SR Suntour has long had a carbon fiber XC fork, but it used an alloy crown and steerer with carbon fiber lowers. That version has been raced at the World Cup level for years, along with marathon racing and more. For 2018-19, it gets a complete overhaul and flip-flops the carbon position. The new Axon Werx has a carbon crown and steerer with magnesium lowers.
It’s lighter than the prior version, coming in at a claimed 1,580g for a Boost 29er. Travel can be up to 120mm, adjustable in 10mm increments with internal pucks. Action comes from a positive air with coil negative spring, but they’re working on a version with an air negative spring, too, with a separate valve to let you custom tune the ride. Here’s a quick video overview of this and more new products:
In other fork news, the dual-crown RUX 38 gets upgraded RC2 cartridge, replacing the R2C2, and an integrated fender. That means high speed rebound is now fixed internally rather than providing an external adjustment for that. This is a move they made earlier this year on the Durolux to simplify controls with things more riders are likely to get real benefit from.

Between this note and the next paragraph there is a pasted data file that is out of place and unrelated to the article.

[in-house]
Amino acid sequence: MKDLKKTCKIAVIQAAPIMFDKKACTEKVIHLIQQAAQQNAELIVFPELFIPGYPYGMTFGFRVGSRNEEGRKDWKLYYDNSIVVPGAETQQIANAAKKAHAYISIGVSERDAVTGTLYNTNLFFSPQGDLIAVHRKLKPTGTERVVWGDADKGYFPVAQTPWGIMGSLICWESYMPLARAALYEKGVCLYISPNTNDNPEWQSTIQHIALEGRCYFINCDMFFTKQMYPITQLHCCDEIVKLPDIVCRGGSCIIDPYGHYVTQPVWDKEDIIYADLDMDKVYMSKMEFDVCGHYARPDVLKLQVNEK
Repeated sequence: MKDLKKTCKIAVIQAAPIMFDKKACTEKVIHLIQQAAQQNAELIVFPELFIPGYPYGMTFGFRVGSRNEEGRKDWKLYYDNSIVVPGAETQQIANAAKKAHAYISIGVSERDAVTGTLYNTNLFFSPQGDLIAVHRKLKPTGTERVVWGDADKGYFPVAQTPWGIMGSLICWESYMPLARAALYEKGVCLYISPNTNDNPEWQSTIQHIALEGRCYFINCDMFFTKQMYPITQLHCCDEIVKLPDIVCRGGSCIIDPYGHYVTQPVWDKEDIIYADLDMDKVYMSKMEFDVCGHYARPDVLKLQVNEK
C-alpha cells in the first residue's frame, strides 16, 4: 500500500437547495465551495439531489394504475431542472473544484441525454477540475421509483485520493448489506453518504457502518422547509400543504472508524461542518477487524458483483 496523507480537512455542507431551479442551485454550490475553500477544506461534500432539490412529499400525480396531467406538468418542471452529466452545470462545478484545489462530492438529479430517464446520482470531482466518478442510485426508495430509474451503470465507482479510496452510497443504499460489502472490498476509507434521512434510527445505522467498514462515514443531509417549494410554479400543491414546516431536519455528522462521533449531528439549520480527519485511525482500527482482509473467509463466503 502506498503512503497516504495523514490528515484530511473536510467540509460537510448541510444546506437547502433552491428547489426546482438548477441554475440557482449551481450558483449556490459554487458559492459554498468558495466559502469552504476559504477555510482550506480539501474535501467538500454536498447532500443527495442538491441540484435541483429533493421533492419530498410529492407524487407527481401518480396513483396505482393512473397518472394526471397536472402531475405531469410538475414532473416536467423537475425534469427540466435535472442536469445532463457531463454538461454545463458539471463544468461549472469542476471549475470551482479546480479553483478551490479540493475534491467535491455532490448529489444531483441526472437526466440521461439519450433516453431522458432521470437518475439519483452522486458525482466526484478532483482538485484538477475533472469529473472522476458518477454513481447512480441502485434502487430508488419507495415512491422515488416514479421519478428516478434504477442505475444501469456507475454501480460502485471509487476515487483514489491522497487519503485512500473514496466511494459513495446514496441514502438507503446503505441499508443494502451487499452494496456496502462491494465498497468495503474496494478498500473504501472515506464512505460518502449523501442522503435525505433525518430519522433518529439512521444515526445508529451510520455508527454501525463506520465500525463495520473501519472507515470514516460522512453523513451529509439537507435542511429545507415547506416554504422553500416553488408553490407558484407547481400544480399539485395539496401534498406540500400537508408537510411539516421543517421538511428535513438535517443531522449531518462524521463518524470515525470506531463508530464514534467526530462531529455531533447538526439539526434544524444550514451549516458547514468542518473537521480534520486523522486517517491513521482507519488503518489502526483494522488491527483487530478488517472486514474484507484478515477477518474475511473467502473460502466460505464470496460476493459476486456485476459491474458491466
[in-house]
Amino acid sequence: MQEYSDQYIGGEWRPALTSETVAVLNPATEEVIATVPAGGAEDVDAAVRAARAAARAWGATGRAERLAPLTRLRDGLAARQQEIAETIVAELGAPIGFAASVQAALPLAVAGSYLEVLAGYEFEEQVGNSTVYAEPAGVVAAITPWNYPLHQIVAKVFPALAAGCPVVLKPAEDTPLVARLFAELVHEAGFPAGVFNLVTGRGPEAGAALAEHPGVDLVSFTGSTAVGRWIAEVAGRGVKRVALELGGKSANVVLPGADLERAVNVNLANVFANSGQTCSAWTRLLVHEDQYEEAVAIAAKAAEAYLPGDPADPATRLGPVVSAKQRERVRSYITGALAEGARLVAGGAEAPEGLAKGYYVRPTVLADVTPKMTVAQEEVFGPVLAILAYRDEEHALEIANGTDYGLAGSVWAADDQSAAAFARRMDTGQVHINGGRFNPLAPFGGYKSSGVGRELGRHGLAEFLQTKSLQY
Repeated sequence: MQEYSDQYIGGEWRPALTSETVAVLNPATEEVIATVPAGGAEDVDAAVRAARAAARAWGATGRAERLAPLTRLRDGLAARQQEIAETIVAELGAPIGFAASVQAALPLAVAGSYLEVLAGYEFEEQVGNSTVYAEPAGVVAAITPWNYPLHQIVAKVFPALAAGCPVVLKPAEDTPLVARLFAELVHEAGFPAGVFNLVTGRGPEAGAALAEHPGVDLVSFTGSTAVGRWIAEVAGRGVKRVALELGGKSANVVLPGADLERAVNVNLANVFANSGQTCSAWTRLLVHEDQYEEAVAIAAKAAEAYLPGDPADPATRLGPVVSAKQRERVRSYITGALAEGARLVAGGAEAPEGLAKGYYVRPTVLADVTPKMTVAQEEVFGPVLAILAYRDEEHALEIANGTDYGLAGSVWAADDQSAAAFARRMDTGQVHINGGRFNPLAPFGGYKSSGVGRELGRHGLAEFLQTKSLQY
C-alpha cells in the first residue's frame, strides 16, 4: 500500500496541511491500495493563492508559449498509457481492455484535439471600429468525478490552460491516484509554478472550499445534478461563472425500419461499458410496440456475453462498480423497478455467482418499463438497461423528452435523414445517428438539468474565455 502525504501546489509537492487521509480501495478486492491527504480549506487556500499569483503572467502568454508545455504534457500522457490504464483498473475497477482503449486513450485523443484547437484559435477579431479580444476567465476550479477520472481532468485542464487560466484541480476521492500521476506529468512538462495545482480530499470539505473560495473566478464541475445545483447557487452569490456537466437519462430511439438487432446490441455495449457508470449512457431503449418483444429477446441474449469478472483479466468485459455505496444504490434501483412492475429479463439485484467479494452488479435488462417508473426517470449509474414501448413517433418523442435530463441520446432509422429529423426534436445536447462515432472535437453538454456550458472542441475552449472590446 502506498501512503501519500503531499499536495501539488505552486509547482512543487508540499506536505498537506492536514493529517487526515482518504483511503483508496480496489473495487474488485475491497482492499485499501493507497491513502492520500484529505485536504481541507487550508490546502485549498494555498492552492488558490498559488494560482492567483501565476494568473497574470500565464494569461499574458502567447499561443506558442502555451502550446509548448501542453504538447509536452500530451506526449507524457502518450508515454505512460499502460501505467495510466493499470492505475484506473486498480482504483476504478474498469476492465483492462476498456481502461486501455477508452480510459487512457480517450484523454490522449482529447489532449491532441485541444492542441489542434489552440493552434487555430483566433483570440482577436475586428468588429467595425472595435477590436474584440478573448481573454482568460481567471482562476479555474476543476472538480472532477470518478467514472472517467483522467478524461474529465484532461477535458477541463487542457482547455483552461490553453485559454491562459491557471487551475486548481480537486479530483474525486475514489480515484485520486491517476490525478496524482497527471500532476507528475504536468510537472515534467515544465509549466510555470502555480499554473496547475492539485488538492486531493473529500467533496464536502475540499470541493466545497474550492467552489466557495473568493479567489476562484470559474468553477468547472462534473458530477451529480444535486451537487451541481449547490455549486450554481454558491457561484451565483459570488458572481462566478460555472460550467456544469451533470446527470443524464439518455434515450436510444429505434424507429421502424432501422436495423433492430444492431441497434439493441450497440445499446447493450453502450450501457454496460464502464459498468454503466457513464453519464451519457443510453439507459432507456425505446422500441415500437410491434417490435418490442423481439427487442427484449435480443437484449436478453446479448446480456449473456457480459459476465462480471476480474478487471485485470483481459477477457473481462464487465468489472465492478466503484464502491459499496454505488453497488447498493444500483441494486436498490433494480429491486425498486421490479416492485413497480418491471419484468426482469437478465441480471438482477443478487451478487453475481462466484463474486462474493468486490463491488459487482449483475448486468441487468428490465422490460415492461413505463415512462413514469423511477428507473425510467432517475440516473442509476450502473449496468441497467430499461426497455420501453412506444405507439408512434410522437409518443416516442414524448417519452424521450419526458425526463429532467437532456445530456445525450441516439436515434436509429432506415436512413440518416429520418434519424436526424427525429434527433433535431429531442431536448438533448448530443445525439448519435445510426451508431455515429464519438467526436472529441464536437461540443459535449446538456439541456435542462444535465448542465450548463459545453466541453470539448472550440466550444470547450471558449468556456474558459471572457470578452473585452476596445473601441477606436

Speaking of the Durolux, both the 27.5 and 29 models get a slight redesign to the chassis to save a bit of weight. Those prior changes? They also reworked the internals to provide better action, too. Full details on that update here.
2018-19 SR Suntour rear shocks
The new SR Suntour Jurni DH Air shock uses a piggyback reservoir with an air backed IFP, not nitrogen, which lets you tune the initial bit of stroke.
They say the initial setting is recommended around 15bar (220psi), but you can go up to about 240psi. The differences will be really subtle, but for pros it’s an added way to shave thousandths of a second off their runs. Technically, you’d want to run lower pressure to improve small bump compliance. The IFP’s pressure is pushing back against the damping fluid, helping it quickly flow back through the rebound circuit and maintaining an air-free environment. So more pressure means it takes more initial force to initiate movement, which could be used to offset lower compression damping. The point is, it gives you options…assuming you know what you’re doing.
The TriAir all-mountain/enduro rear shock gets it, too, hence the “tri” part of its model name. More important are changes to the damping. Now there are only six clicks of low speed rebound, and five for compression, but with improvements to the performance within that range.